McCain/GOP do-nothing policy prescriptions as pure politics

On Sunday, would-be-president John McCain weighed in with a predictable do-nothing solution to the ongoing global financial catastrophe, telling Fox News the U.S. government should “make the hard decision” and let the banks simply fail.

It’s another policy embrace of “Fail” as a philosophy from the at-sea Republican party.

As Harper’s Magazine contributing editor Thomas de Zengotita wrote last month about GOP opposition to the stimulus, this posturing — naked even by Washington terms — is all politics and no policy.

What the Republicans are banking on is this: when elections roll around in 2010, people won’t really understand whatever situation we find ourselves in then, just as we don’t now. If the economy is bad enough for them to claim that Obama has failed (and the chances are it will be), they will point with pride to their own prescient and principled opposition. If things are better, or if things are really good, their voting record will have evolved in the intervening years. No one will remember the stand they took this last week. Plus there’s sure to be many ways to change the subject by then. So they have nothing to lose by opposing Obama on the economy. Or so it seems to them right now.

And so McCain can now play Free-Market Warrior for Fox News fans because there’s no cost. His ideological denseness is the height of cynicism, the latest round in McCain-Palin-style say-anything politics.

Here’s Salon’s Andrew Leonard on the McCain “bank plan”:

Ridiculous. We can argue all day about whether or not we should be nationalizing the likes of Citigroup and Bank of America today, or keep striving to engineer some other solution, a la, “the bad bank.” But to suggest that we do nothing, stand back, and let them go down in flames is simply not a credible strategy. One would have imagined that the global economic disaster caused by letting Lehman Brothers fail would be enough to prove that.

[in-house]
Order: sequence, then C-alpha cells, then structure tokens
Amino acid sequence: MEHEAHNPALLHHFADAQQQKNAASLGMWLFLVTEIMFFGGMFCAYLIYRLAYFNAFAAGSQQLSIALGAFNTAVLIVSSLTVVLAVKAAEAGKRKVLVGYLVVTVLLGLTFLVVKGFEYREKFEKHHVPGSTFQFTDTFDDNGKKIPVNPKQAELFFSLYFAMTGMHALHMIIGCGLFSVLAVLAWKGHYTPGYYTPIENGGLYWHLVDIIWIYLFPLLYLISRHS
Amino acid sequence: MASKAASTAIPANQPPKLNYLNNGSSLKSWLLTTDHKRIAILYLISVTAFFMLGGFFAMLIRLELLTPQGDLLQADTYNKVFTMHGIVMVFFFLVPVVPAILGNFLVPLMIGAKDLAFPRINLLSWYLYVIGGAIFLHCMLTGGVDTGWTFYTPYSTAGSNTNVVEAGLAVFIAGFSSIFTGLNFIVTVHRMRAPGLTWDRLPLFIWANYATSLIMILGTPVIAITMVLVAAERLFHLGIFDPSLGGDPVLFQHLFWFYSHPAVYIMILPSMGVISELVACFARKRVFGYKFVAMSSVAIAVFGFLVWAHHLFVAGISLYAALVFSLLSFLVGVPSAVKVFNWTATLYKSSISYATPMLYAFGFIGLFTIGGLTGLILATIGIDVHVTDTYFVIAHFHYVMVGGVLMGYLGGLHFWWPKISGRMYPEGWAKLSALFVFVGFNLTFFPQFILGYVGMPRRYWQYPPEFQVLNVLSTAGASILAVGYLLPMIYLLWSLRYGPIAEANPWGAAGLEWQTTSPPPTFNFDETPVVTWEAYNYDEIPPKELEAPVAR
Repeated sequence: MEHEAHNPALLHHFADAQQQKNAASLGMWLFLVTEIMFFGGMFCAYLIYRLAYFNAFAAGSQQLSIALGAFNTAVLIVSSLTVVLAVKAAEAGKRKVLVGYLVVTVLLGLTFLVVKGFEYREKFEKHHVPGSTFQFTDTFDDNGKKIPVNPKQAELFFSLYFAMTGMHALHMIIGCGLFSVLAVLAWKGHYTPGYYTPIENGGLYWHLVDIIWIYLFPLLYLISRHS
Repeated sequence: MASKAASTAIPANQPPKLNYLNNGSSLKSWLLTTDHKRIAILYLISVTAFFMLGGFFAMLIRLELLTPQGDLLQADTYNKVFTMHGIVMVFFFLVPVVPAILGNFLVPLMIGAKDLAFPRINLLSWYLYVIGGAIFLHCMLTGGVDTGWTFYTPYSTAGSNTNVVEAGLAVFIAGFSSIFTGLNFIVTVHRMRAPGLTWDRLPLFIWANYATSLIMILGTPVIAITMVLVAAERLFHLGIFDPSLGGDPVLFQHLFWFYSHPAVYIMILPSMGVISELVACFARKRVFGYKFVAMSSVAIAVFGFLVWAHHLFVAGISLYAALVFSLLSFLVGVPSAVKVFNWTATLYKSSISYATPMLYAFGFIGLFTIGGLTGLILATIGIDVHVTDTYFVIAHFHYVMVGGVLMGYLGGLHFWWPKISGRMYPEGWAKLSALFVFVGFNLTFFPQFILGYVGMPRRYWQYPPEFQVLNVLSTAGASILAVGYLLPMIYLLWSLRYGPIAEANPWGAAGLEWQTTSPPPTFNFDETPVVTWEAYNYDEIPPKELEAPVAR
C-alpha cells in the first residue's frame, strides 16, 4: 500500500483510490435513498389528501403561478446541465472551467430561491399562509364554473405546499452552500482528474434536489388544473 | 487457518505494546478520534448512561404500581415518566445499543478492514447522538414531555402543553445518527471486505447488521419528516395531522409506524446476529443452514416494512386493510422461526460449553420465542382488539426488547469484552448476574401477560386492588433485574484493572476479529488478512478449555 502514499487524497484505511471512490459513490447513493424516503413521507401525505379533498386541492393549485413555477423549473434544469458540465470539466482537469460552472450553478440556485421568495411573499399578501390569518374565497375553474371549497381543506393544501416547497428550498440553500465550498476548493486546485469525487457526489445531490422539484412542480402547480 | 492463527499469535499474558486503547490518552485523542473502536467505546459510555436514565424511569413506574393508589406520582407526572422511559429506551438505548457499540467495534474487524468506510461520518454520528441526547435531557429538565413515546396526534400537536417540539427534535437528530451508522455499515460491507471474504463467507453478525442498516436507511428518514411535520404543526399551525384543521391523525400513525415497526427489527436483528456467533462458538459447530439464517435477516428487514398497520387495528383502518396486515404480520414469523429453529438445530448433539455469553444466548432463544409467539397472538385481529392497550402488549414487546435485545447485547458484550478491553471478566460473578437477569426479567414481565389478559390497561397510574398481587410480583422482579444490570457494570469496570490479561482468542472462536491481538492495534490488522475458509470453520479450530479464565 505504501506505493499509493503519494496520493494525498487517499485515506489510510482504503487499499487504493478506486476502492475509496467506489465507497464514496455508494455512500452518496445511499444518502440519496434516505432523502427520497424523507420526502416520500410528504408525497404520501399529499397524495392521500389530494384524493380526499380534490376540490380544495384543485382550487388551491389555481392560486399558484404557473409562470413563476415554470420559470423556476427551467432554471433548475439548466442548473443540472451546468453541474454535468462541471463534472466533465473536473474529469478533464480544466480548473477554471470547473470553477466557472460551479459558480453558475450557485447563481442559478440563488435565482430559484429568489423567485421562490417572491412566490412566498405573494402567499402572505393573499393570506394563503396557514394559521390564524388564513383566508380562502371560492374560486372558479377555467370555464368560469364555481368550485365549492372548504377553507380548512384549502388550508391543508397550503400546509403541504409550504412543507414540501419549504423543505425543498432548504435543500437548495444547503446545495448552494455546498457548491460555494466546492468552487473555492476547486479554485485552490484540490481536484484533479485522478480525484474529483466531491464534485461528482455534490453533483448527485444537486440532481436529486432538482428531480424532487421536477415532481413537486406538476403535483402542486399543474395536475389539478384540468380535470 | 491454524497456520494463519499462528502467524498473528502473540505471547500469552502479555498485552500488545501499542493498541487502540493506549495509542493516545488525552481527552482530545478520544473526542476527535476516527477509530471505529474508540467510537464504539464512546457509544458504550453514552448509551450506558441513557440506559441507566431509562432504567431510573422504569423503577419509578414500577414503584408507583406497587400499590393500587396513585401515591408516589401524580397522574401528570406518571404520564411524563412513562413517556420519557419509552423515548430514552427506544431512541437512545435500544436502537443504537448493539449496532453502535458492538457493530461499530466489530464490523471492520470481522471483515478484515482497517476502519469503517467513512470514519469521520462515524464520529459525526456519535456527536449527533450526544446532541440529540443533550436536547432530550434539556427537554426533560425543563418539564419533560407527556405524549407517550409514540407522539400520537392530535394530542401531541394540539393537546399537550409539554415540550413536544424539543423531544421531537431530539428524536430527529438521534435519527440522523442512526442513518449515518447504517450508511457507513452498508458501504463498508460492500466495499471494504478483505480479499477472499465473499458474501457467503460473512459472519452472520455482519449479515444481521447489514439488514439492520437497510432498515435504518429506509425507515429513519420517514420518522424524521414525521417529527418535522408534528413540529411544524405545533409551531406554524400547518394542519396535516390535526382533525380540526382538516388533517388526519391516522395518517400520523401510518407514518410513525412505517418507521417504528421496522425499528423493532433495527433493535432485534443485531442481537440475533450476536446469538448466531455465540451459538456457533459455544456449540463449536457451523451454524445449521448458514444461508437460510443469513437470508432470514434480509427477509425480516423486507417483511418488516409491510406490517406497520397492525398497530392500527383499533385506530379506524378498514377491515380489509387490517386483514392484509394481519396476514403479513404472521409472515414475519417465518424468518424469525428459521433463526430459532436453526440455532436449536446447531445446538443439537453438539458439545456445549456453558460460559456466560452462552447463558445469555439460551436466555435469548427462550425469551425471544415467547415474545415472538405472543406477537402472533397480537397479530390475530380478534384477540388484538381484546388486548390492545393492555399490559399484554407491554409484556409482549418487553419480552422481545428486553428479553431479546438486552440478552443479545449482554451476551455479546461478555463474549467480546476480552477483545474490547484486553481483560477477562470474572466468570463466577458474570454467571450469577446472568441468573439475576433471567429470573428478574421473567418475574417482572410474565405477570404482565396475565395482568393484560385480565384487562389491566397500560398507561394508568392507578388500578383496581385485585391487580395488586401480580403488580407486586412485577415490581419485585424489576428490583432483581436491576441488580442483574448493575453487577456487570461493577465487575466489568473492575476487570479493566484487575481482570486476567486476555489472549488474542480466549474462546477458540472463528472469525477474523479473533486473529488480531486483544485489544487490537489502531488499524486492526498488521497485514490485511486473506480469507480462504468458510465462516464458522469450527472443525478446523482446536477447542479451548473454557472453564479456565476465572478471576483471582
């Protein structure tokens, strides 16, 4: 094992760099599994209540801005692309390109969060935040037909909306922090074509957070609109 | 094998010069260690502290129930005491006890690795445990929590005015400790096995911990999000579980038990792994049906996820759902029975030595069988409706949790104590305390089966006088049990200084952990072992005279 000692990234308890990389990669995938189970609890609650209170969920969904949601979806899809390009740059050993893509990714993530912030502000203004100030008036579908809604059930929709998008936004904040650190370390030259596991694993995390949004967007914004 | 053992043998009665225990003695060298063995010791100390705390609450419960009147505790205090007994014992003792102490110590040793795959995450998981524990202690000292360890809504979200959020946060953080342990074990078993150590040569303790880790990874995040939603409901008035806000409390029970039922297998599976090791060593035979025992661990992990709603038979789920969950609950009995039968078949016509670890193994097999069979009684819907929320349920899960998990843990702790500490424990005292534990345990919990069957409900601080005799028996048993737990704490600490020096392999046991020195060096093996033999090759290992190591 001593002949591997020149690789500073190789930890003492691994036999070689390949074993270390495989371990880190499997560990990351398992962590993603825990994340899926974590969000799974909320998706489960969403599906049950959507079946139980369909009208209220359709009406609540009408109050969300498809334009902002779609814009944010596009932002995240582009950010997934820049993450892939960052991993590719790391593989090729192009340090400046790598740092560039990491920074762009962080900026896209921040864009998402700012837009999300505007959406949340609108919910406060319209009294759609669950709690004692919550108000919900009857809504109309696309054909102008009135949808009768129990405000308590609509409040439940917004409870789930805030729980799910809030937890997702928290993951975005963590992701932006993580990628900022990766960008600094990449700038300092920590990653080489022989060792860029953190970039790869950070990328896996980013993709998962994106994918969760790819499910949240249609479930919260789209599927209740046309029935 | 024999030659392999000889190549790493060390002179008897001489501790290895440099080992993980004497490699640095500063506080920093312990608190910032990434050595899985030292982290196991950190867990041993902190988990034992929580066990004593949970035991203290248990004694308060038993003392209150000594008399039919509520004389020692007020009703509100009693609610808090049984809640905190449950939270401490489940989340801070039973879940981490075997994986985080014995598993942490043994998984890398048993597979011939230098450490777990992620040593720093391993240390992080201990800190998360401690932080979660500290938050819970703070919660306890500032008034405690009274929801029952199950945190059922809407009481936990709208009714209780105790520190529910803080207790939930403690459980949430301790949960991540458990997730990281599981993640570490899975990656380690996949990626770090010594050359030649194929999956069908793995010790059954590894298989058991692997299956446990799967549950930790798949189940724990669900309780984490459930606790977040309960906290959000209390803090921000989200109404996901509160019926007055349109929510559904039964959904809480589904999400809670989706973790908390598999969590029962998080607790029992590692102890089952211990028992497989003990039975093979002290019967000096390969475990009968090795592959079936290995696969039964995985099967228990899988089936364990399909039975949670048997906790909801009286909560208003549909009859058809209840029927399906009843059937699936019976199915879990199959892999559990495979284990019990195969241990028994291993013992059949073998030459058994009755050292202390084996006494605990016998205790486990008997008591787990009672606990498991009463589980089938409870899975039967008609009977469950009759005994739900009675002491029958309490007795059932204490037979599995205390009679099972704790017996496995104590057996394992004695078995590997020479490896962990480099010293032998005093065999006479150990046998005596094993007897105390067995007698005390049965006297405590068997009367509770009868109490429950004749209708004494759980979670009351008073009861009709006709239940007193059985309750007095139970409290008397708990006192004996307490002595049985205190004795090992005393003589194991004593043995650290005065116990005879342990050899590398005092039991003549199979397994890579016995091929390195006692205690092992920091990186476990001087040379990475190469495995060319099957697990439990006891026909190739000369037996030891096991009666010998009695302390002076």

In terms of its deep and myriad interconnections with the global economic system, Citigroup is to Lehman Brothers as a woolly mammoth is to a beagle.

Leonard goes on to speculate that “the only decent explanation for [the] irresponsible comments is that [McCain is] purposefully attempting to spook the markets by raising the possibility of massive bank failures, just to make the Obama administration look bad.”

Now that’s cynical!

Maybe I’m even more cynical, though, because I think Leonard is giving McCain too much credit. I don’t believe McCain-Palin-style Republicans, and McCain in particular, are trying to do anything other than rally the base. It’s just another form of all the sly “Muslim” and “terrorist” associations they threw around during the election campaign.

That there is no McCain plan for the economy except to “make the hard decision” to do nothing and let the banks all fail proves the point.

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About the Author

John Tomasic

Writer, editor, teacher, web wrangler. He has worked for art, business, culture, politics publications, five universities and a UN war crimes commission. @johntomasic
jtomasic@coloradoindependent.com | 720-432-2128 |

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